ENGL 201 Argument Story

ENGL 201 Argument Story
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  • Arguing Video Games Ryley Horton Justin Skinner Sabin Pop
  • “Video games are a ubiquitous part of almost all children’s and adolescent’s lives, with 97% playing for at least one hour per day in the United States” (Granic et al, 66).
  • As video games are becoming more accessible, they become more relevant factors of people’s social lives.
  • COUNTER ARGUMENTS Video games can negatively effect the psychological behavior of video gamers. Video games can create social hesitation with the gamer and the community they're in; the gamer may not feel the stimulation to physically socialize due to socialization through video games. 
  • Thesis: Video games teach people how to positively engage in the communities around them. Definition: Oxford English Dictionary defines prosocial as: "Of, relating to, or designating something, esp. behaviour, which is positive, helpful, and  intended to promote social acceptance and friendship" (Oxford)  Video games "are designed for players to actively engage with their systems and for these systems to, in turn, react to players' agentive behaviors" (Granic et al, 67). Oxford English Dictionary defines community as "a group of people living in the same place or having a particular characteristic in common" (Oxford). That characteristic in common is a shared interest in the game. - Video gamers who play video games that require them to help other video game characters and make good decisions have a better image of themselves as being more humane. Positive video games increase prosocial responses (Greitemeyer 500). - A person is more responsive to words that relates to positive and helpful behavior when playing a game that promotes these positive behaviors.  In context of the experiment conducted by Greitmeyer and Osswald, Lemmings as a prosocial game and Tetris as the neutral game (124). - Griffiths, Robert P., et al have found that “the competitive aspect of video games leads to aggression… research has also demonstrated that competitive video gaming can lead to enjoyment and positive affect" (469)..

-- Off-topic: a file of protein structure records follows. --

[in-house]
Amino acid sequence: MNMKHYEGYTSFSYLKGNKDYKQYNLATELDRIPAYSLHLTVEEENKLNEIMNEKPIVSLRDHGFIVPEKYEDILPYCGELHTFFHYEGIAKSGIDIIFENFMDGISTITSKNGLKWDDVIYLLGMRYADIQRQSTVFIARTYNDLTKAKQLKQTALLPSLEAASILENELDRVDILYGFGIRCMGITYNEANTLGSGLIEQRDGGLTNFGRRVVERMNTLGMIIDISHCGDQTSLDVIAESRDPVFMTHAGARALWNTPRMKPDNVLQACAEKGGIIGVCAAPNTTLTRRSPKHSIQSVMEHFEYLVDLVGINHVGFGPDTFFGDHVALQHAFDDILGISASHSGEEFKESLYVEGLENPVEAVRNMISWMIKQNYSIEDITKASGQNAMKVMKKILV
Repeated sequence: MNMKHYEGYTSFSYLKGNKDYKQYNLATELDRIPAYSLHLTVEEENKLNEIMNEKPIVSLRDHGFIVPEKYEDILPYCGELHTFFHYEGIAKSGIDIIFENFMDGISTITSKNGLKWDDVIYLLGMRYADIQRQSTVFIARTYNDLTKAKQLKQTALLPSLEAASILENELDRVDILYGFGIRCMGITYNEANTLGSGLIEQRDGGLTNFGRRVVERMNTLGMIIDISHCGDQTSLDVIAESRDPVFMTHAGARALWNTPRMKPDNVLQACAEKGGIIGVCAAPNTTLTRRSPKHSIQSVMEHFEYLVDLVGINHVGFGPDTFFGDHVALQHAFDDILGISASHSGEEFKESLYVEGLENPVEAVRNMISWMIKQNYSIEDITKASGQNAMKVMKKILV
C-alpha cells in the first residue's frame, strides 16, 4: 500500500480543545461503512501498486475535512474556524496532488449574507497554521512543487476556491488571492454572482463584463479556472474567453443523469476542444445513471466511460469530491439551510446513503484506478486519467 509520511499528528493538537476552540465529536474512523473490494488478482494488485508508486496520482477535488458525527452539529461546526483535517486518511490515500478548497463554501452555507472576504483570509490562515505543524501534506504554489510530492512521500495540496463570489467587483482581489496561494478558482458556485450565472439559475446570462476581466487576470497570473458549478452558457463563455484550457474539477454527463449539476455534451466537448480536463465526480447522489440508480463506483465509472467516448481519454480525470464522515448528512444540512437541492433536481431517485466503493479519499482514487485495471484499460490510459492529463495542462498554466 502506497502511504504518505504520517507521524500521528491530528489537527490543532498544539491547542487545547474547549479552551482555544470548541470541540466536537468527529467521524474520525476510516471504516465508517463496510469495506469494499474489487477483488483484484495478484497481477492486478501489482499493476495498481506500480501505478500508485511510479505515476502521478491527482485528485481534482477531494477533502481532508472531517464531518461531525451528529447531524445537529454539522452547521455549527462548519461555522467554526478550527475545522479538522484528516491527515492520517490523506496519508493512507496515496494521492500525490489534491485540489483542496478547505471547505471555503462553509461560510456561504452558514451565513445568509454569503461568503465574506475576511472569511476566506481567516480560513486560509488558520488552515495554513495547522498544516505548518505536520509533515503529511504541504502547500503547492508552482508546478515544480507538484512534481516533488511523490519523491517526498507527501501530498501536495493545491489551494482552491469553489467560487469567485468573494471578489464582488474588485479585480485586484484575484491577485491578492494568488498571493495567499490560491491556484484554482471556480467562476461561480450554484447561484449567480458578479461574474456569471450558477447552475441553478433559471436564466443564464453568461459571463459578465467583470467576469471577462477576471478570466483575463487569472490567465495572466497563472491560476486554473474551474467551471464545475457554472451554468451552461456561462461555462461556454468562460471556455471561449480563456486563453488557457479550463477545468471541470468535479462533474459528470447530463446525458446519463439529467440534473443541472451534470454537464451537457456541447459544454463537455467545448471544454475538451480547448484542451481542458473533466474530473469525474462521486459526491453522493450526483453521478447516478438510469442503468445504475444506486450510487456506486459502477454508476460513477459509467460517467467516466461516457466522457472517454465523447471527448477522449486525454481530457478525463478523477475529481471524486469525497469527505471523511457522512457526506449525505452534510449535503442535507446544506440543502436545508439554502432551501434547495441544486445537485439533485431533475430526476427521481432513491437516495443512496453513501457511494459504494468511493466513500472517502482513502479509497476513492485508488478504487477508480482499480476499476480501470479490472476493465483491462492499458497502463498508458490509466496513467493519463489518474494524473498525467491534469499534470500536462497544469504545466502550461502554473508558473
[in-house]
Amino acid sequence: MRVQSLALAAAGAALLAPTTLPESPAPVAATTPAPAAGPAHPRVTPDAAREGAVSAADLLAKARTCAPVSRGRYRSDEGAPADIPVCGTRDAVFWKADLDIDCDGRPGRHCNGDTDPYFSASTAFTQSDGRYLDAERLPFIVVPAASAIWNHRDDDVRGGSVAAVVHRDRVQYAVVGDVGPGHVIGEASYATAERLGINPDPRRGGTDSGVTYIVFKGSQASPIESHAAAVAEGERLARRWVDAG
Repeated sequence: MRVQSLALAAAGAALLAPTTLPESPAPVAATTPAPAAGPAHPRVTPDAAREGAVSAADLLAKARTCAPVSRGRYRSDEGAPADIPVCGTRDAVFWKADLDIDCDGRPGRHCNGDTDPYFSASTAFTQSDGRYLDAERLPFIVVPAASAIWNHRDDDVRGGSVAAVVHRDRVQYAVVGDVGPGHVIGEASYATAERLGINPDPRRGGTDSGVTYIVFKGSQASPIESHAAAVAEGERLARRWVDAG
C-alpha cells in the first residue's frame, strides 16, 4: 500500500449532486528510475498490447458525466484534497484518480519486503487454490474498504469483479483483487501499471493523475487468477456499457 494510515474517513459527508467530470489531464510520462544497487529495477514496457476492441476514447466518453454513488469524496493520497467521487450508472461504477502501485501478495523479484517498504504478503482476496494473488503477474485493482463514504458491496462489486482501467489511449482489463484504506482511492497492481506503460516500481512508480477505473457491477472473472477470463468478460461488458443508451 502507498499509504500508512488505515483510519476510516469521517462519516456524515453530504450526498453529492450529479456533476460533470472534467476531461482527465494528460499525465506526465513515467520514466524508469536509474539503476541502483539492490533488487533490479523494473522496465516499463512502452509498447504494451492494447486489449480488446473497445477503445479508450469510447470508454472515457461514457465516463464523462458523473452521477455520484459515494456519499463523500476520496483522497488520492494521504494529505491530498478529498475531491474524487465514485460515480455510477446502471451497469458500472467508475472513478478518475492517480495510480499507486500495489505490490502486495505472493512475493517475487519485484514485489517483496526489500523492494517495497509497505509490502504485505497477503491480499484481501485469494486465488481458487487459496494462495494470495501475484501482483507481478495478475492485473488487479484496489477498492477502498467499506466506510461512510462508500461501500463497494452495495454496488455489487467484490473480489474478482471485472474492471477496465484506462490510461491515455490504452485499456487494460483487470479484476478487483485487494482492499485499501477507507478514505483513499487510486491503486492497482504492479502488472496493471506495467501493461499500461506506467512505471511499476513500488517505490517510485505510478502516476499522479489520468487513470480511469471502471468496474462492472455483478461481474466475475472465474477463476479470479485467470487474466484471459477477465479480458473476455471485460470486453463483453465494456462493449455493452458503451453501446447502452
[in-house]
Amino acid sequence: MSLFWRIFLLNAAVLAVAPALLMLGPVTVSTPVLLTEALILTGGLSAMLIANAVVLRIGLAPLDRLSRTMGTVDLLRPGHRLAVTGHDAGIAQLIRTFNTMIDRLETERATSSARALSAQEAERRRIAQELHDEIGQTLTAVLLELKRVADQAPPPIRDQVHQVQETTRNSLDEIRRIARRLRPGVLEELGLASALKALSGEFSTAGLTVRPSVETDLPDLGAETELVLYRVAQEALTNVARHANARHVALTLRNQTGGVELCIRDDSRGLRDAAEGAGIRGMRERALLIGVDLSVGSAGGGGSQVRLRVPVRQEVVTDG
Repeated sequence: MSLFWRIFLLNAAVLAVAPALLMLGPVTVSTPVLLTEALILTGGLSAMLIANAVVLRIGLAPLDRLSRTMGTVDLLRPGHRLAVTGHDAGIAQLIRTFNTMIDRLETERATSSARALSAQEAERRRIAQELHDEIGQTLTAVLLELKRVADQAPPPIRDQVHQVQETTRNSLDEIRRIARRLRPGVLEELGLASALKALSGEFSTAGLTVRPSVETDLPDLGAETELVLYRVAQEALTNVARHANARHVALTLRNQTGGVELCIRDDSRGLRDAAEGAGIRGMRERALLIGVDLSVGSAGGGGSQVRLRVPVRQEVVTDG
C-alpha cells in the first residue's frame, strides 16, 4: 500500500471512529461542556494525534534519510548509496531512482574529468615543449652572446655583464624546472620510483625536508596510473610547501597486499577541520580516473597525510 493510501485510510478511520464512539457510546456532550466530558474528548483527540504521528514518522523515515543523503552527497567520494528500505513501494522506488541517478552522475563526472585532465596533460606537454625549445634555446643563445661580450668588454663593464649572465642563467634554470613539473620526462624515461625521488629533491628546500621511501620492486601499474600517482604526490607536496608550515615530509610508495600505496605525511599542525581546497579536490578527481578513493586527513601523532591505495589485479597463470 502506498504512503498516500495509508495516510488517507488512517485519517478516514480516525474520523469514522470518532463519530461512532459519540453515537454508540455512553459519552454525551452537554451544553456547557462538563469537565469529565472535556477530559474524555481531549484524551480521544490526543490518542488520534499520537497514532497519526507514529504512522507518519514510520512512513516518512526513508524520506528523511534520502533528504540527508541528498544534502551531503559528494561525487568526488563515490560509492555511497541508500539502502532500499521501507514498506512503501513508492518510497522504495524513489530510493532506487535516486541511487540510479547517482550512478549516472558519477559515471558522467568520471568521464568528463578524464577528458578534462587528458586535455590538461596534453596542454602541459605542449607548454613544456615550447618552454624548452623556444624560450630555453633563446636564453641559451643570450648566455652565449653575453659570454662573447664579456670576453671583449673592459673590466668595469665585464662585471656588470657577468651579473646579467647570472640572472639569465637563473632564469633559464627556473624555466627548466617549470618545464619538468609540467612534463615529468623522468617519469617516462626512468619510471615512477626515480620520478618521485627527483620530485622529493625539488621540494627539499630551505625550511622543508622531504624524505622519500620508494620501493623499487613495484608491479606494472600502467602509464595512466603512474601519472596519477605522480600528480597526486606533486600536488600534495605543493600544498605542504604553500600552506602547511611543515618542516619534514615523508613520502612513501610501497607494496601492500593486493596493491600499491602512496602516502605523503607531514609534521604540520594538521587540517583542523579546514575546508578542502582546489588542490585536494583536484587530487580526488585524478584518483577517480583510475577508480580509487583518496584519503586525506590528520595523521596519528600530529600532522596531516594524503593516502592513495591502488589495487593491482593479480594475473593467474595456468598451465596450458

• CONCLUSION  Video games teach people how to positively engage in the communities around them. At this point in time, videogames are becoming more persuasive in the everyday lives of millions of people. If used in the right applications, positive video games will prove to be a great attribute, which gives way to the question: will video games revolutionize the way we communicate as a whole? Will physical human interaction become obsolete and give way to communicating through video games?
  • Dalisay, Francis, et al. "Motivations for Game Play and the Social Capital and CivicPotential of Video Games." New Media & Society, vol. 17, no. 9, Oct. 2015, pp. 1399-1417. EBSCOhost, doi:10.1177/1461444814525753.  Granic, Isabela, et al. "The Benefits of Playing Video Games." American Psychologist, vol. 69, no. 1, Jan. 2014, pp. 66-78. EBSCOhost, doi:10.1037/a0034857.   Greitemeyer, Tobias. "Effects of Playing Video Games on Perceptions of One's Humanity." Journal of Social Psychology, vol. 153, no. 4, July 2013, pp. 499-514. EBSCOhost, doi:10.1080/00224545.2013.768593. Greitemeyer, Tobias and Silvia Osswald. "Playing Prosocial Video Games Increases the Accessibility of Prosocial Thoughts." The Journal of Social Psychology, vol. 151, no. 2, Feb. 2011, pp. 121-128. EBSCOhost, doi:10.1080/00224540903365588.   Griffiths, Robert P., et al. "Competitive Video Game Play." Communication Research, vol. 43, no. 4, June 2016, pp. 468-486. EBSCOhost, doi:10.1177/0093650214565895. Lorant, Sonia and Lieury, Alain. "Efficiency of Brain Training Vs. Recreational Video Games for Cognitive/Academic Performance: A Synthesis of 3 Experiments." Journal of Communications Research, vol. 6, no. 2, Apr. 2014, pp. 107-151. EBSCOhost, ezproxy.library.ewu.edu/login?url=http://search.ebscohost.com/login.aspx? direct=true&db=ufh&AN=101834826&site=ehost-live&scope=site. "prosocial, adj." OED Online, Oxford University Press, June 2017, www.oed.com/view/Entry/152981. Accessed 5 November 2017.Granic, Isabela, et al. "The Benefits of Playing Video Games." American Psychologist, vol. 69, no. 1, Jan. 2014, pp. 66-78. EBSCOhost, doi:10.1037/a0034857. 
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